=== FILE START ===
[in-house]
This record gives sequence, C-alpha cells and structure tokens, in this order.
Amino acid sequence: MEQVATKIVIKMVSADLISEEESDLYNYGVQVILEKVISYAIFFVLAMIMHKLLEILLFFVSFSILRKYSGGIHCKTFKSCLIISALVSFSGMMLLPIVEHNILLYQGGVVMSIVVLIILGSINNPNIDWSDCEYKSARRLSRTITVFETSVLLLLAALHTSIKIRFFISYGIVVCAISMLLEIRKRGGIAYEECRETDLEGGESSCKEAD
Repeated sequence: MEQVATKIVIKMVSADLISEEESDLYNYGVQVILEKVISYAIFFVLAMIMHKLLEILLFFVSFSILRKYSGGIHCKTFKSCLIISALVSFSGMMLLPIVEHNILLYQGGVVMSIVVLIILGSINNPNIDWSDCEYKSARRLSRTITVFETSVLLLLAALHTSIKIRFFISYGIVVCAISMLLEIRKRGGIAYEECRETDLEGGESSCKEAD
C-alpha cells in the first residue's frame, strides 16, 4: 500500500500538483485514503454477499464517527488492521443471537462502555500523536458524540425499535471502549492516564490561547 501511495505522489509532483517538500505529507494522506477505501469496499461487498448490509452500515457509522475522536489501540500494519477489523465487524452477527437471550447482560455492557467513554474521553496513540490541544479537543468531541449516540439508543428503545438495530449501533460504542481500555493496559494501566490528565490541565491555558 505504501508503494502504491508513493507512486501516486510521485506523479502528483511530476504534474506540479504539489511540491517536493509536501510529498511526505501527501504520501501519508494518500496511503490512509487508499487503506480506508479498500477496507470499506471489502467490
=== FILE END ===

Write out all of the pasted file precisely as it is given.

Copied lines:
[in-house]
This record gives sequence, C-alpha cells and structure tokens, in this order.
Amino acid sequence: MEQVATKIVIKMVSADLISEEESDLYNYGVQVILEKVISYAIFFVLAMIMHKLLEILLFFVSFSILRKYSGGIHCKTFKSCLIISALVSFSGMMLLPIVEHNILLYQGGVVMSIVVLIILGSINNPNIDWSDCEYKSARRLSRTITVFETSVLLLLAALHTSIKIRFFISYGIVVCAISMLLEIRKRGGIAYEECRETDLEGGESSCKEAD
Repeated sequence: MEQVATKIVIKMVSADLISEEESDLYNYGVQVILEKVISYAIFFVLAMIMHKLLEILLFFVSFSILRKYSGGIHCKTFKSCLIISALVSFSGMMLLPIVEHNILLYQGGVVMSIVVLIILGSINNPNIDWSDCEYKSARRLSRTITVFETSVLLLLAALHTSIKIRFFISYGIVVCAISMLLEIRKRGGIAYEECRETDLEGGESSCKEAD
C-alpha cells in the first residue's frame, strides 16, 4: 500500500500538483485514503454477499464517527488492521443471537462502555500523536458524540425499535471502549492516564490561547 501511495505522489509532483517538500505529507494522506477505501469496499461487498448490509452500515457509522475522536489501540500494519477489523465487524452477527437471550447482560455492557467513554474521553496513540490541544479537543468531541449516540439508543428503545438495530449501533460504542481500555493496559494501566490528565490541565491555558 505504501508503494502504491508513493507512486501516486510521485506523479502528483511530476504534474506540479504539489511540491517536493509536501510529498511526505501527501504520501501519508494518500496511503490512509487508499487503506480506508479498500477496507470499506471489502467490